Sharks and rays experienced a brutal but selective extinction 66 million years ago

Two researchers from the Institute of Evolutionary Sciences of Montpellier (UM/CNRS) show that sharks and rays experienced a sudden and strong extinction (62%) during the last mass extinction that caused the disappearance of dinosaurs 66 million years ago. Within this group, not all species were equally impacted. Two main factors favored or diminished their chances of survival: diet and range. A study published in the journal Science on February 24, 2023.

Jorge Gonzalez

Sharks and rays belong to the elasmobranchs group. They are currently facing strong anthropogenic pressures with a high risk of extinction for most species. Understanding how this group has reacted to past biological crises could help identify the characteristics of the victims and survivors of these extinctions and better understand the evolution of current populations. Two researchers from ISEM, the Institute of Evolutionary Sciences in Montpellier, Guillaume Guinot and Fabien Condamine, have studied the victims of the last mass extinction that occurred 66 million years ago and the mechanisms of this crisis. The causes of this extinction, which occurred at the Cretaceous-Paleogene (K/Pg) boundary, are still debated and it seems that its magnitude varied according to groups, ecologies and geographical areas.

A sudden and strong extinction

In the marine world, estimates of extinction rates have so far been extrapolated from groups of marine invertebrates that do not reflect the complexity of this crisis. By focusing this time on large marine vertebrates such as elasmobranchs (sharks and rays), which occupy a higher position in the food chain, the two researchers from Montpellier hoped to provide new information on this extinction. In this study, Guillaume Guinot and Fabien Condamine used data from the particularly abundant fossil record for these species: they compiled in the scientific literature the occurrences of each fossil species (each time fossils were found for a given species). This data assembly work spanned more than a decade and represents about 2,600 occurrences for 675 species covering a period of 40 million years including the K/Pg crisis. Because the fossil record is incomplete, statistical models were used to consider different preservation biases, yielding estimated ages of appearance and extinction for each species. Their results indicate a "brutal" extinction on the geological time scale (spread over 800,000 years) and a strong (62%) extinction of shark and ray species during this crisis. Their diversity did not return to previous levels, even after 10 million years. Analyses indicate that not all groups were equal in the face of this extinction: rays show higher extinction rates (72%) than sharks (59%).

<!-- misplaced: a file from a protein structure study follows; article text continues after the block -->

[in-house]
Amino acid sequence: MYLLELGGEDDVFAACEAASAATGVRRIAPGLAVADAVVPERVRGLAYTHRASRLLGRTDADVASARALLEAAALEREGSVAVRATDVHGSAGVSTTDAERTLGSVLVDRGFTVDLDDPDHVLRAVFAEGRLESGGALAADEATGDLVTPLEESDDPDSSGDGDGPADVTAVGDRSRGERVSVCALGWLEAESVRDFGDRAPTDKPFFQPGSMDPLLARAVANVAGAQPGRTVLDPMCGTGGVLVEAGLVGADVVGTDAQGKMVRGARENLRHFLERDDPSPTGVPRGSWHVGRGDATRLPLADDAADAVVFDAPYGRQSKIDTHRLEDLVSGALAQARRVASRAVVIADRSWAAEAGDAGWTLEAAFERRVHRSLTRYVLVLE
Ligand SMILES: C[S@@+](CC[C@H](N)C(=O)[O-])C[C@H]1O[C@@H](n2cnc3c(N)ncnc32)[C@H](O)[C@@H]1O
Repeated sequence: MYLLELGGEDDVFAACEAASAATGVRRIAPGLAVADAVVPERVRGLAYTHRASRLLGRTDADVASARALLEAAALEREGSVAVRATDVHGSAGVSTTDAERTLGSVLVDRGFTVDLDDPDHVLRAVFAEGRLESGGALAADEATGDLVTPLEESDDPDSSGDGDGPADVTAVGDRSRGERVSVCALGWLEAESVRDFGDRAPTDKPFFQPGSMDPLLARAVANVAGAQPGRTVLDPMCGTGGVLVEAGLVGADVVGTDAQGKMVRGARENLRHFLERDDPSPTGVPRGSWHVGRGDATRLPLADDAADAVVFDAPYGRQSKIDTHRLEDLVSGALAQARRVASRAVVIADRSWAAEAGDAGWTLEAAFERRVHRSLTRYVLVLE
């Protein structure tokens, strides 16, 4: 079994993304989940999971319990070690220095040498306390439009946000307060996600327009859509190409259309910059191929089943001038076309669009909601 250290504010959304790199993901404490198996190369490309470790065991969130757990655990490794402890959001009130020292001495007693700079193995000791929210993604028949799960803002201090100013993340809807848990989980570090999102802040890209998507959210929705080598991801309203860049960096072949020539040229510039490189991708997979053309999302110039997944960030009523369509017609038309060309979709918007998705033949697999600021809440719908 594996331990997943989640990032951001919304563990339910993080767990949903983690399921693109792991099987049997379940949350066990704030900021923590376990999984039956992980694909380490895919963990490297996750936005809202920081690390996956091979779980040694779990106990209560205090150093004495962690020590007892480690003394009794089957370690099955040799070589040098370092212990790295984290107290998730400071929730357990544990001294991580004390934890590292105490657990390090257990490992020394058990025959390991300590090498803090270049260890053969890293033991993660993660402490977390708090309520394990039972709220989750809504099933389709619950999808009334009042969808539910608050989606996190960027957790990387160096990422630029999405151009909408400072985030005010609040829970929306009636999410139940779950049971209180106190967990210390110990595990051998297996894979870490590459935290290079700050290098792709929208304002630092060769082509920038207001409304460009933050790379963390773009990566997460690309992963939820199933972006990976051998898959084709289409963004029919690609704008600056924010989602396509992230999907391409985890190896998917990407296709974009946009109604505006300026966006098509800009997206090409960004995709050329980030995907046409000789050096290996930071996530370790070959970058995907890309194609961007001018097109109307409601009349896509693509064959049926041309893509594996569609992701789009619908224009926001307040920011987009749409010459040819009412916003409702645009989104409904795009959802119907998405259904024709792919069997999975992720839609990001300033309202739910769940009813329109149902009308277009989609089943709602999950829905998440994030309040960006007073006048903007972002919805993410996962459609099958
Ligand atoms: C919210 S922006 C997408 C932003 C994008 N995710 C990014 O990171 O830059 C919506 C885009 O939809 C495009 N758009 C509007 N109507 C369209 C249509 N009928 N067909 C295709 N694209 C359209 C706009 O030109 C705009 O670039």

Survival factors

Even within groups, not all species were affected in the same way. To understand the mechanisms of this selectivity, the authors were interested in the diets of the shark and ray species most affected by the extinction. By studying their teeth, which represent the majority of the fossils found, Guillaume Guinot and Fabien Condamine observed that species feeding on hard prey, such as bivalve shellfish (known as a durophagous diet) were more strongly affected than others. By a cascade effect, the loss of plankton caused the weakening of the populations of organisms that feed on them, such as bivalves, and thus the weakening of the populations of rays and durophagous sharks. In addition to their diet, their range has also impacted their chance of survival in favor of species with a wide geographic distribution. Species living at low latitudes, i.e. near the equator, have been more strongly affected than species living at high latitudes.  

Finally, the two researchers demonstrate that while some groups of sharks still represented today (orectolobiformes, lamniformes) have been more strongly impacted, other groups among the rays (rajiformes, rhinopristiformes) have even come close to complete extinction, even though they now include several hundred species.

Practical information:

Date of publication of the study: February 24, 2023
The full study: here
Learn more about ISEM: here